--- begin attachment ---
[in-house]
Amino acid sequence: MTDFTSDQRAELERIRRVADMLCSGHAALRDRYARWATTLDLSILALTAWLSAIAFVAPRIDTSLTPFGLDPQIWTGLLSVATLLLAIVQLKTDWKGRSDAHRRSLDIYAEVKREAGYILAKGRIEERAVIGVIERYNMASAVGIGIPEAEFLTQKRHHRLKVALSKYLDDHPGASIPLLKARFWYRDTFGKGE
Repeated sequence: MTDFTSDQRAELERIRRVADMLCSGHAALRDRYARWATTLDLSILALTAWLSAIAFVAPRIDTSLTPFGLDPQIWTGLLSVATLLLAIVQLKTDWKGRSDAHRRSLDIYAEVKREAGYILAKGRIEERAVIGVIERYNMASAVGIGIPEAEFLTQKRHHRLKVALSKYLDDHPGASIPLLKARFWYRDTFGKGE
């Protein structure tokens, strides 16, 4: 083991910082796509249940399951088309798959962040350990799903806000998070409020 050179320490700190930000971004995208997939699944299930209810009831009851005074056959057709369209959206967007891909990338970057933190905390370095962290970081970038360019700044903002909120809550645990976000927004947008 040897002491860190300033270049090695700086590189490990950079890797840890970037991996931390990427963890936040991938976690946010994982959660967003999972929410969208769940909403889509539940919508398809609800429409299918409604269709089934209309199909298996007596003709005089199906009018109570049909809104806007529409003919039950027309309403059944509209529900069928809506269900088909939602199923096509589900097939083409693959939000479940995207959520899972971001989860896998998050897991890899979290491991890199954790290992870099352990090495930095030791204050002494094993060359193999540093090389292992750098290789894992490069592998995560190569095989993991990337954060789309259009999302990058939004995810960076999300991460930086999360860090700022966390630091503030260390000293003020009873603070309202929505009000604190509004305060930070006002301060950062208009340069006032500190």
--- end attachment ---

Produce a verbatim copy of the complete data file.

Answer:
[in-house]
Amino acid sequence: MTDFTSDQRAELERIRRVADMLCSGHAALRDRYARWATTLDLSILALTAWLSAIAFVAPRIDTSLTPFGLDPQIWTGLLSVATLLLAIVQLKTDWKGRSDAHRRSLDIYAEVKREAGYILAKGRIEERAVIGVIERYNMASAVGIGIPEAEFLTQKRHHRLKVALSKYLDDHPGASIPLLKARFWYRDTFGKGE
Repeated sequence: MTDFTSDQRAELERIRRVADMLCSGHAALRDRYARWATTLDLSILALTAWLSAIAFVAPRIDTSLTPFGLDPQIWTGLLSVATLLLAIVQLKTDWKGRSDAHRRSLDIYAEVKREAGYILAKGRIEERAVIGVIERYNMASAVGIGIPEAEFLTQKRHHRLKVALSKYLDDHPGASIPLLKARFWYRDTFGKGE
């Protein structure tokens, strides 16, 4: 083991910082796509249940399951088309798959962040350990799903806000998070409020 050179320490700190930000971004995208997939699944299930209810009831009851005074056959057709369209959206967007891909990338970057933190905390370095962290970081970038360019700044903002909120809550645990976000927004947008 040897002491860190300033270049090695700086590189490990950079890797840890970037991996931390990427963890936040991938976690946010994982959660967003999972929410969208769940909403889509539940919508398809609800429409299918409604269709089934209309199909298996007596003709005089199906009018109570049909809104806007529409003919039950027309309403059944509209529900069928809506269900088909939602199923096509589900097939083409693959939000479940995207959520899972971001989860896998998050897991890899979290491991890199954790290992870099352990090495930095030791204050002494094993060359193999540093090389292992750098290789894992490069592998995560190569095989993991990337954060789309259009999302990058939004995810960076999300991460930086999360860090700022966390630091503030260390000293003020009873603070309202929505009000604190509004305060930070006002301060950062208009340069006032500190």